2   +   3   =  

When Elise’s best friend Julie goes missing on a solo hiking trip in Acadia National Park, everyone – from her husband to her closest friends – accepts that she’s not coming home. People go missing all the time and some never return. But some do. Elise knows Julie better than anyone and she believes that her friend is still alive. Even still, it’s a shock when, precisely two years after she disappeared, Julie resurfaces with no memory of what happened to her. On the surface Julie might seem like the same person but Elise can’t shake the feeling that there’s something off with her friend.

Seeking to reconnect and re-establish their once-close bond, Elise and Julie reunite with their friends, Mae and Molly, at a remote hotel in the Catskill Mountains. The Red Honey Inn is miles from anywhere, a sprawling “pastel Frankstein” estate with an unnatural amalgamation of architectural styles, garish themed rooms and peculiar staff. It’s a cloying, claustrophobic and creepy place – and that’s even before anything sinister transpires. As the weekend unfolds and tensions surface, bad weather traps the four friends in the hotel, and it soon becomes impossible for Elise, Mae and Molly to deny that this version of Julie is not the same as the Julie who disappeared two years ago.

Rachel Harrison’s debut is a disquieting tale of love, fear, envy, obsession and the bonds that bind friends. With vibes that range from Stephen King’s The Shining to the Diablo Cody penned supernatural-horror movie Jennifer’s Body, it carries all the classic tropes of a horror story – an eerie location, odd characters, gruesome deaths and mysterious disappearances – yet a huge part of the plot is psychological too. The four friends can leave the hotel at any point but they feel compelled to stay – for Julie, for each other – even when strange things start happening around them. It’s obvious from the off that Julie isn’t ok – she’s changing physically and her behaviour is beyond unsettling but nobody will confront her. Is it the hotel that makes them abandon reason, or their own minds?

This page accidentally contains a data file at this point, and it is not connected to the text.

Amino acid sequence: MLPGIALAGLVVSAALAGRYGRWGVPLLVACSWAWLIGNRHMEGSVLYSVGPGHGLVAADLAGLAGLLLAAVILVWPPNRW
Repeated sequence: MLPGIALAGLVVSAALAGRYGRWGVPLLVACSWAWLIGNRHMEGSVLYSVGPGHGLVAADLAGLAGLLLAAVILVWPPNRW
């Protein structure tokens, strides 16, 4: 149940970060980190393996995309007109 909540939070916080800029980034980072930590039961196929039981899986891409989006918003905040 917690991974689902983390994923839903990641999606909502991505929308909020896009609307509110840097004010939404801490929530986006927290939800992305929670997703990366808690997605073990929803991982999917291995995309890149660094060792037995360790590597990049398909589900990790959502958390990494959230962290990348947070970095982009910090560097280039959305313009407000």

Harrison writes horror exceptionally well. Her descriptions are palpably revolting and so full of suspense that you feel constantly on edge. But central to The Return – and perhaps more important than the physically horrifying elements of the story – is its exploration of female friendships; the adoration, the rivalry, the resentments and the co-dependence that can often surpass common sense. These women are damaged and desperate to please each other, and there’s not a chapter that goes by where you don’t want to shake some sense into at least one of them – especially Elise, who refuses to acknowledge what’s right in front of her eyes. The group’s inability to be open and honest with each other gets incredibly frustrating as the book progresses but at that point the horror kicks up a gear and those earlier niggles all but fade into the blood-soaked background.

Dark, disturbing and gory enough to make sensitive readers a little green around the gills, The Return is a book that will haunt you for days after. It’s been two weeks since I finished it and I still feel traumatised…

★★★★

The Return is out now in ebook and will be published in hardback by Hodder & Stoughton on 10 September 2020.

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